1923 – 2020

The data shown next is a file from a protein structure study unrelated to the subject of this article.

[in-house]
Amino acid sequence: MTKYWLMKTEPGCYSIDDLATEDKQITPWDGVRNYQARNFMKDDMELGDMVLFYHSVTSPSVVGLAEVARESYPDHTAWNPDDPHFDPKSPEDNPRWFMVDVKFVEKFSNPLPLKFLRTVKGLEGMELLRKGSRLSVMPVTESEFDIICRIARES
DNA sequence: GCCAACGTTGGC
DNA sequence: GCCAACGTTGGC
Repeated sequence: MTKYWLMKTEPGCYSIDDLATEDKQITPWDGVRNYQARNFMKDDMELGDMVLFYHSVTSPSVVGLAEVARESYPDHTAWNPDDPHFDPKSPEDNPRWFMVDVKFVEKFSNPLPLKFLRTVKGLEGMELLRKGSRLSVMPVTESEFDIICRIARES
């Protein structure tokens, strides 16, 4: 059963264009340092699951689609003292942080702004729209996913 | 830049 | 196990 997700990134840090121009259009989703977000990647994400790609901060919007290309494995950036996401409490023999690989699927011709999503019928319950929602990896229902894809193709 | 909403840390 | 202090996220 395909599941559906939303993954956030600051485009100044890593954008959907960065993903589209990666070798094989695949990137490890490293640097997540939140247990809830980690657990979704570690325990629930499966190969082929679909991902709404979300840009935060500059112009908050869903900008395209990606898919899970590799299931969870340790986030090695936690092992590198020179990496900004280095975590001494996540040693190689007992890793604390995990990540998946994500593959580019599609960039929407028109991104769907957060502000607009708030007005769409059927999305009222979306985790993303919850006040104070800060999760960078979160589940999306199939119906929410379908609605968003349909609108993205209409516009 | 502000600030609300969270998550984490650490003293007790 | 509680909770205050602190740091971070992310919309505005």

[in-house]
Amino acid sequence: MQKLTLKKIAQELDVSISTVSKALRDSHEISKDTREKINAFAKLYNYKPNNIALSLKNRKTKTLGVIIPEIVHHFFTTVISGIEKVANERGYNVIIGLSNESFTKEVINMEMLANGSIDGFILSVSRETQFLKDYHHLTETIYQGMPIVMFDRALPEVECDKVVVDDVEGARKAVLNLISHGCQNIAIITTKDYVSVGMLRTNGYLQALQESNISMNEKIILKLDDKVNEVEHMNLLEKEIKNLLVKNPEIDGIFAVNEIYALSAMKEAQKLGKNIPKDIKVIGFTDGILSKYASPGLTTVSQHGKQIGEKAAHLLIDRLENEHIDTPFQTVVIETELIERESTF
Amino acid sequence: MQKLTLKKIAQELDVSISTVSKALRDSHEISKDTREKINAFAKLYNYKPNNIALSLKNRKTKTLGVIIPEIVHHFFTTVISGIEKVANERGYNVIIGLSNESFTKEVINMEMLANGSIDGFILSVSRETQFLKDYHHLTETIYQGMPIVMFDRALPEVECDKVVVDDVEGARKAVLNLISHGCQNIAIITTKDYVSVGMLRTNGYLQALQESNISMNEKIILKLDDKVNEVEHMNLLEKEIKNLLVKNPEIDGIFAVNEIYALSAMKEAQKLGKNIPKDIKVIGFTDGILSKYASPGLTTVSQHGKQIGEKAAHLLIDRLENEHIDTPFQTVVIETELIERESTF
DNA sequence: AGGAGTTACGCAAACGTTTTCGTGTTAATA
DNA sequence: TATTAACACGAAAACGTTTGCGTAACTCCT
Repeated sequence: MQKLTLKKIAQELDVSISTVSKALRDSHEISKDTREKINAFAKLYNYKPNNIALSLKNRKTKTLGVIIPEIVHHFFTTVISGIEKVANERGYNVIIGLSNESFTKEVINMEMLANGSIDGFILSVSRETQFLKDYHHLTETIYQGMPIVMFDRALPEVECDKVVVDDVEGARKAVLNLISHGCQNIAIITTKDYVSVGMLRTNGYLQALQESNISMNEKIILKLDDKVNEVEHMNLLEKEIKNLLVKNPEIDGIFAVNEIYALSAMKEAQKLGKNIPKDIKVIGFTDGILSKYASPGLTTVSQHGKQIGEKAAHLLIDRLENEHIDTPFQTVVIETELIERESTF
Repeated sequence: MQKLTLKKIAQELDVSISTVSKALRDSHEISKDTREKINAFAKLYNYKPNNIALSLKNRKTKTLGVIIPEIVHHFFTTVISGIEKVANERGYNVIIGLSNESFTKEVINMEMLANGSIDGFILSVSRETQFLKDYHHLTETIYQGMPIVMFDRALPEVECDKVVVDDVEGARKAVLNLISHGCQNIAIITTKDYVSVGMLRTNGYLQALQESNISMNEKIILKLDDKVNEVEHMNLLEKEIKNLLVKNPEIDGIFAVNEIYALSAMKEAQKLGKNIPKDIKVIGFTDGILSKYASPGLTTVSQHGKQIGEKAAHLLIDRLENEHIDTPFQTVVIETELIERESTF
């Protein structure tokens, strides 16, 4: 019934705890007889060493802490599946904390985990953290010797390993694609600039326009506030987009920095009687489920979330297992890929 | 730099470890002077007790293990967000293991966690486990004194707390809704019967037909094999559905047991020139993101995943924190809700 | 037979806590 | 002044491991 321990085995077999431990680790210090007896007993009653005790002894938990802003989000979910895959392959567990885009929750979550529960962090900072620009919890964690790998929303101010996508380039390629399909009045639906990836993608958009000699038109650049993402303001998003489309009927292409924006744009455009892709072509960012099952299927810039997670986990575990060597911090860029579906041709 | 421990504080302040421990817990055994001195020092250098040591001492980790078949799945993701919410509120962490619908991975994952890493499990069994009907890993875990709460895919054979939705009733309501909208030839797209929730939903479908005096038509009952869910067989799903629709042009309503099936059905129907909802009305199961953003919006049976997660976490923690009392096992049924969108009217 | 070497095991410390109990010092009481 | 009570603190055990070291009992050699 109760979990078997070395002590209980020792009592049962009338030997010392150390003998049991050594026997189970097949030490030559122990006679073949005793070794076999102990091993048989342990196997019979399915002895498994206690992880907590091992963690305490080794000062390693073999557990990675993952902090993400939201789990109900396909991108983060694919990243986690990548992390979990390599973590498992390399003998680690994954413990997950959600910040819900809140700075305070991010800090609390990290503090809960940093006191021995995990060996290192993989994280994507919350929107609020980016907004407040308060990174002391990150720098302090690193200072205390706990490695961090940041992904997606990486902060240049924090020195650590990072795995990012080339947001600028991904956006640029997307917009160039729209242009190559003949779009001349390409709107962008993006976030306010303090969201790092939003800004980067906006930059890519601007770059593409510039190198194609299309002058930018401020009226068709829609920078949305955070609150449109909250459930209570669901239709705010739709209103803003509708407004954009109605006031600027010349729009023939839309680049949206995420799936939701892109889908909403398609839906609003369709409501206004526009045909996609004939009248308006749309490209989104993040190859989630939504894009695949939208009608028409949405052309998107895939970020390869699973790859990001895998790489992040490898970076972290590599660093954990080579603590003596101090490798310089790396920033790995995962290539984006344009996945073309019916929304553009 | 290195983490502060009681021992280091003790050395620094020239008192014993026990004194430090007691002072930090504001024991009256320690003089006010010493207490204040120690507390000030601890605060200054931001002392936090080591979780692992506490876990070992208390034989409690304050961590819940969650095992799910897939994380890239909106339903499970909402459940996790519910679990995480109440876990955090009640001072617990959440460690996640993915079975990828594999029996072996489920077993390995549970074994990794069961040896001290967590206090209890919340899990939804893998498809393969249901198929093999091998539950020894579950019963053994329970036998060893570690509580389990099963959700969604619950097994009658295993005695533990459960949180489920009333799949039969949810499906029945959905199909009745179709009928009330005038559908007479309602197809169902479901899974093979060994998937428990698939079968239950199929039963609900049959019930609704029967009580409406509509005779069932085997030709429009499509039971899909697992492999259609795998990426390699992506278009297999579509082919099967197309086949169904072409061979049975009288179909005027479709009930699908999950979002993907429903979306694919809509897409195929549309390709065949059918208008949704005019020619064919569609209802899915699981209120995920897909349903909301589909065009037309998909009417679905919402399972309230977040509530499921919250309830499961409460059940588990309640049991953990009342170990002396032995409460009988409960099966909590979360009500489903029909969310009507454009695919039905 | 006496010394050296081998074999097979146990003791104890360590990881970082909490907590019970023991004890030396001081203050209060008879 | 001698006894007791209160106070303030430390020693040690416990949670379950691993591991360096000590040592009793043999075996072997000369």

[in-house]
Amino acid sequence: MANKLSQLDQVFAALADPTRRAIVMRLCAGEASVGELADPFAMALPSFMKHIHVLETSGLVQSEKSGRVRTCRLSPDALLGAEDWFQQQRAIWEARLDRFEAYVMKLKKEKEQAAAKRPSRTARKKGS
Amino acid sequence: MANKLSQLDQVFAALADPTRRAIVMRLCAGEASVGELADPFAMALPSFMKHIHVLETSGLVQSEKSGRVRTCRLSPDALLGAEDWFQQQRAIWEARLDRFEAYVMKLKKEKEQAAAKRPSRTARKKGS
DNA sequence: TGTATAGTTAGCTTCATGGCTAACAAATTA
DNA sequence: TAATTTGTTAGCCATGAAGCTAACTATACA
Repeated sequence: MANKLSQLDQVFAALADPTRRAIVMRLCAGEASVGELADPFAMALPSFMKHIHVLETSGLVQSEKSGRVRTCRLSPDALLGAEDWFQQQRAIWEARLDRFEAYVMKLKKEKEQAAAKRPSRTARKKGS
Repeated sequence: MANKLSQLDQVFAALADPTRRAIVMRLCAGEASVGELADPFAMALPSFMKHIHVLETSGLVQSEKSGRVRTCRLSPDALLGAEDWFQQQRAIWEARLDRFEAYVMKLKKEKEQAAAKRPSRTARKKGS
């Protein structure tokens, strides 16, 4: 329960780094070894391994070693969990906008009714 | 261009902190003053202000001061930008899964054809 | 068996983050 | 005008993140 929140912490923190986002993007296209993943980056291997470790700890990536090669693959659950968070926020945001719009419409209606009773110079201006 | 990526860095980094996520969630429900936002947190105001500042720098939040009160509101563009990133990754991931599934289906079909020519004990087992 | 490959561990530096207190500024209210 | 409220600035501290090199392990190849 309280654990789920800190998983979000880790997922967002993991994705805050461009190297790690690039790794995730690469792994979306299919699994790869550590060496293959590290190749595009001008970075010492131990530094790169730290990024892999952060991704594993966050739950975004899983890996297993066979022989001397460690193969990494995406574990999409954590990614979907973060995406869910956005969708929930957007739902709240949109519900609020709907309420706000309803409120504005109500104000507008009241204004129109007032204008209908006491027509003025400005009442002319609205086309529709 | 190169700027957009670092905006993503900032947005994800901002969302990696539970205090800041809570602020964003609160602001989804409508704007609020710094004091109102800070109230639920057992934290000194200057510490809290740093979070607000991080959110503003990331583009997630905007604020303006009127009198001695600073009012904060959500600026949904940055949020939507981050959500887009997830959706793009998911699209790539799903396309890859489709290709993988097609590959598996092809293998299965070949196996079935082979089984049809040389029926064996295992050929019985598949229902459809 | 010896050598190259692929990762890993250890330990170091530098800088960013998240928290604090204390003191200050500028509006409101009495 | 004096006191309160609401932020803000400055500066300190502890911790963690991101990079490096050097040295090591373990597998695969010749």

Nancy Woods, Mother of 14, Grandmother of 38, Great Grandmother to 14 and friend to thousands, passed away peacefully on June 10th, 2020 surrounded by her family. She is survived by her children: Gail, George, Regina, Martha, Christopher, Philip, Valerie, Andrew, Martin, Pauline, Timothy, Sarah and Eric. She is predeceased by her daughter Cathy and her husband George Allen Woods. She was born in NYC to Janet Herzog and Alan Shaw on June 1st 1928. Her Mother passed away when she was 6 years old. Her Grandparents, distraught at the death of their daughter, moved to Cannes, France where she lived for many years. Due to their Jewish heritage, they fled France when it fell under Nazi occupation and moved back to New York City. She then attended Pembroke College, now part of Brown University, before marrying George Woods in 1948. Since 1951 Nancy lived on the same street in Demarest NJ where she raised her 14 children and was an active member of the community. Her involvement included 15 years as a member of the Demarest Board of Education, PTO and Democratic Club. For her entire life, she fought fiercely for the causes important to her. She was a tireless advocate for peace. She was instrumental in establishing the Demarest Peace Site a gazebo in the center of Demarest and was an active member of Sisters of St. Joseph of Peace. Nancy was a resolute fighter for the homeless and the disadvantaged. She could not abide even one child going to bed hungry, homeless or feeling unloved. She volunteered 15 hours a day, usually 6 or 7 days a week, for nearly five decades to do her part in making the world a better place. She championed causes with boundless energy for the poor, the homeless, the dispossessed, the abused, the mentally and physically challenged, the lonely, the under- educated, the environment, endangered wildlife and endless others. She took part in countless boycotts and protests to stop oppression both at home and around the world. She founded and helped to operate the Family Shelter at St Cecilia’s Church in Englewood. She personally welcomed guests every day where she cared for them, advised them, consoled them, counseled them and occasionally exercised tough love until its closing. She saw tremendous value in every person, no matter their circumstance, and she treated them all with dignity. One of her most enduring achievements, other than her family, is co-founding The Interreligious Fellowship for the Homeless, now Family Promise of Bergen County. The organization offers shelter and support in all its forms to working families who have become homeless. In 1991 she also co-founded a dinner program to feed the poor in the community. However, she never wanted any attention for her good works. She believed service to others, especially the poor, is our mandate on earth and is its own reward. When Bill Clinton wrote his book “Giving” about volunteering and wanted to use her as a shining example, she refused to let him use her name. Nonetheless, the story is there on page 48. Absolutely nothing was more important to her then the support and love of her family and the family’s love and support for each other. She stressed it constantly. For decades a sign over her desk read, “Family first. No exceptions.” In heaven, she is reunited with her grandsons Luke Schamberger and Gregory Piatkowski as well as sons-in-law Dan Martin and Mario Acevedo. A celebration of her life will be held at a later date. In the meantime, if you truly want to honor her, go out today and help someone less fortunate.